COO & VP, Carbon Engineering, Vancouver
Green tech startups are Susan Koch’s specialty; as a CFO, she’s led companies whose raison d’etre ranges from electric vehicle fuel cells to nuclear fusion. Now, in her role at a firm that focuses on commercializing carbon capture technology, Koch is proof that green tech is where stereotypes about boring accounting jobs go to die.
“It’s an invigorating work environment,” she says. “These companies attract people who want to make a difference. I love working with engineers and scientists, who tend to be bright, curious and have so many interesting ideas.”
Part of Koch’s strength as a finance executive is her eagerness to dig into the science. “At all these jobs, I’ve had to learn about the technical uncertainties and hurdles that need to be overcome to commercialize a technology. That really keeps the job interesting. I could never go head to head with a physicist, of course, but I’ve spent some time with my Chemistry and Physics for Dummies books. Eventually, I developed a reasonable understanding that allows me to speak competently about carbon capture or fusion physics to a lawyer or an accountant.”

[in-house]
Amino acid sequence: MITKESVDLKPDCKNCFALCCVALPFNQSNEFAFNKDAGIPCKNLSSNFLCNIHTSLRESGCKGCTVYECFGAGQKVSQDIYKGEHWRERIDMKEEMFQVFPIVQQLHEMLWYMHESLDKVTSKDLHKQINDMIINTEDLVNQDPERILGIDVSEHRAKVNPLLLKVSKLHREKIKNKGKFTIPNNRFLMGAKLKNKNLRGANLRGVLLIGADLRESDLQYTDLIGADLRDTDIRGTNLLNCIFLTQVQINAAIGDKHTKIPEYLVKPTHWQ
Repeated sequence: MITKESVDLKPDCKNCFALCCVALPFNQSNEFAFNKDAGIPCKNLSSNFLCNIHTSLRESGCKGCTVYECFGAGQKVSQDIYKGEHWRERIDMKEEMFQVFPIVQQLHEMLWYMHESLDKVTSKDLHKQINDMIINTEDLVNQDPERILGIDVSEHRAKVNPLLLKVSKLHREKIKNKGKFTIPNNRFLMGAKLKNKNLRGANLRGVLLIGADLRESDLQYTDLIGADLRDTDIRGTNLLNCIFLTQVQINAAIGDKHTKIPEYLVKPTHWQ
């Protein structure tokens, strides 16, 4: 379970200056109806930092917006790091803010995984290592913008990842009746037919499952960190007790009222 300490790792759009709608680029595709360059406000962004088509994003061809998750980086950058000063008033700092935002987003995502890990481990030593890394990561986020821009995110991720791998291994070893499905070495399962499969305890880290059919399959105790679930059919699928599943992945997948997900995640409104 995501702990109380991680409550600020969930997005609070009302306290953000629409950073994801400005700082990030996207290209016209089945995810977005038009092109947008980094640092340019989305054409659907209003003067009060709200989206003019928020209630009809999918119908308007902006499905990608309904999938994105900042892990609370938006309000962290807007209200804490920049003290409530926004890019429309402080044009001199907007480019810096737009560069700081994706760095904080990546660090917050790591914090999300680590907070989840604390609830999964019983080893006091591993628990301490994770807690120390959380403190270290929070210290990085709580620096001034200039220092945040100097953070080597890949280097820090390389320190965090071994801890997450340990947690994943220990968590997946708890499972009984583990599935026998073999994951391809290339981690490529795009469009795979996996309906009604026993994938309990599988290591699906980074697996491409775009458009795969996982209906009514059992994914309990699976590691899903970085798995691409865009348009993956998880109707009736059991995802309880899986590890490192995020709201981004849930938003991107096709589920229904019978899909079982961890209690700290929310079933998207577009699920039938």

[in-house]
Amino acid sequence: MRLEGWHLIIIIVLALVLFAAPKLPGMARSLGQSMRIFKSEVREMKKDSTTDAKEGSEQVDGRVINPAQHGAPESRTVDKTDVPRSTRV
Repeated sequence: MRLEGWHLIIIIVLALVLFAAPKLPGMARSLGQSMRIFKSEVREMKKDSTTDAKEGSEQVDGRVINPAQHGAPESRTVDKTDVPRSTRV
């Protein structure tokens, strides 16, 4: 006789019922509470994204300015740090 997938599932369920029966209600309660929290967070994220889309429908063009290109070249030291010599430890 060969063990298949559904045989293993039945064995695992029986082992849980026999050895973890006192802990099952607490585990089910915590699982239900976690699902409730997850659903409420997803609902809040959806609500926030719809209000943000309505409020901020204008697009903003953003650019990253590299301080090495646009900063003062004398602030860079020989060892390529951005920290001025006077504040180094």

Carbon capture, she explains, is a sort of industrial tree. Trees (the leaf and bark kind) absorb carbon dioxide as part of their natural role in the carbon cycle, but they can’t keep up with the rate at which humans put carbon into the atmosphere. “Our technology pulls carbon out of the air using what’s called direct air capture (DAC),” she says. “You can do numerous things with the captured carbon, from sequestering it in underground reservoirs to using it to develop cleaner fuel.”